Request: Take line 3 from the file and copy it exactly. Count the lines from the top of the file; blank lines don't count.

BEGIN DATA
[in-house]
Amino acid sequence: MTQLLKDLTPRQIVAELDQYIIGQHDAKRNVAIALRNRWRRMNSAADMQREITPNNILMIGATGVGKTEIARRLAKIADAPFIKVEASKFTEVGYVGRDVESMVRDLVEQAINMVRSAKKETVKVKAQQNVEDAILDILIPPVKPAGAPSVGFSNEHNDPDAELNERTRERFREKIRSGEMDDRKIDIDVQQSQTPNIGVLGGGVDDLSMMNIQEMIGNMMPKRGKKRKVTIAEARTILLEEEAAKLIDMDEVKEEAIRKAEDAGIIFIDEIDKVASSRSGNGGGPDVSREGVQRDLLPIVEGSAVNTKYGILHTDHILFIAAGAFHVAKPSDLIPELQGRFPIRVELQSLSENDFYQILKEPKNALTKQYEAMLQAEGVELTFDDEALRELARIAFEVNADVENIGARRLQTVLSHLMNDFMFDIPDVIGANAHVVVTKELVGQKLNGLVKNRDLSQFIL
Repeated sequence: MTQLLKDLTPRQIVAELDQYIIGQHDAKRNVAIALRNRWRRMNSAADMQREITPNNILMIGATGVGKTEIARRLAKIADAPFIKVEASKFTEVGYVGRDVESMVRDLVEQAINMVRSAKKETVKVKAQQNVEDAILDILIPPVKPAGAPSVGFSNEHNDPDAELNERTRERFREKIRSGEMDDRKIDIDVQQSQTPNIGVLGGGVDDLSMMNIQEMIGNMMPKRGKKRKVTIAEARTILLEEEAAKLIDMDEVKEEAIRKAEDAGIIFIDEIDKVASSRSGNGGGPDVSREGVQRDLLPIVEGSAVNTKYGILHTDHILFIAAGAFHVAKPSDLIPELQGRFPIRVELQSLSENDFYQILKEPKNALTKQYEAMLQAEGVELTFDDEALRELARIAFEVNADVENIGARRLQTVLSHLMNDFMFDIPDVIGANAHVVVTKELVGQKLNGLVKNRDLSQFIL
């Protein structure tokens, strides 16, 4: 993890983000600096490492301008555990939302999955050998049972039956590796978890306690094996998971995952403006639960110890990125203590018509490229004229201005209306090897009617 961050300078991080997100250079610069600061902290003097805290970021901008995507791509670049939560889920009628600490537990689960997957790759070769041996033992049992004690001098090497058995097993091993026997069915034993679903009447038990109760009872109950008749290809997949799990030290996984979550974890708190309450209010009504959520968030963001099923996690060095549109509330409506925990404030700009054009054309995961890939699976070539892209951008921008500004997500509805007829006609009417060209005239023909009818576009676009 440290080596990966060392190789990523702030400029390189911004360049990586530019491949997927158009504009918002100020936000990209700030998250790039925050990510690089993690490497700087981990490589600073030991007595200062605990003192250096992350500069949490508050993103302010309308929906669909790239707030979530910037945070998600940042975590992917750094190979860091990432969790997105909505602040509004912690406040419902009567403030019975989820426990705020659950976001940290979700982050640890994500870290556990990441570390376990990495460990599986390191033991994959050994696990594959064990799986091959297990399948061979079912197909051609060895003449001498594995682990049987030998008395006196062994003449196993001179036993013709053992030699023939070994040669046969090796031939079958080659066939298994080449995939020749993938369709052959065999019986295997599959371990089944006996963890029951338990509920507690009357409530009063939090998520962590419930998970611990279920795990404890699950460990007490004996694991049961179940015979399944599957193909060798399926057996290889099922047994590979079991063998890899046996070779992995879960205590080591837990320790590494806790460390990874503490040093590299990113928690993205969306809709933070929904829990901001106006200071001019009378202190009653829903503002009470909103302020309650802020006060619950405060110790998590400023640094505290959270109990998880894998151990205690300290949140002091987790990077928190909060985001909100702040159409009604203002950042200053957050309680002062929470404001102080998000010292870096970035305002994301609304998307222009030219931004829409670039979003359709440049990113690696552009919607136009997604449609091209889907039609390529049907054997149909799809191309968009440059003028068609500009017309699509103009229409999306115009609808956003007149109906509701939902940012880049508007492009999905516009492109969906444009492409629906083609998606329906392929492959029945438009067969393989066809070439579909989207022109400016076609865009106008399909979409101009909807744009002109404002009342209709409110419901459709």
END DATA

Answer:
Repeated sequence: MTQLLKDLTPRQIVAELDQYIIGQHDAKRNVAIALRNRWRRMNSAADMQREITPNNILMIGATGVGKTEIARRLAKIADAPFIKVEASKFTEVGYVGRDVESMVRDLVEQAINMVRSAKKETVKVKAQQNVEDAILDILIPPVKPAGAPSVGFSNEHNDPDAELNERTRERFREKIRSGEMDDRKIDIDVQQSQTPNIGVLGGGVDDLSMMNIQEMIGNMMPKRGKKRKVTIAEARTILLEEEAAKLIDMDEVKEEAIRKAEDAGIIFIDEIDKVASSRSGNGGGPDVSREGVQRDLLPIVEGSAVNTKYGILHTDHILFIAAGAFHVAKPSDLIPELQGRFPIRVELQSLSENDFYQILKEPKNALTKQYEAMLQAEGVELTFDDEALRELARIAFEVNADVENIGARRLQTVLSHLMNDFMFDIPDVIGANAHVVVTKELVGQKLNGLVKNRDLSQFIL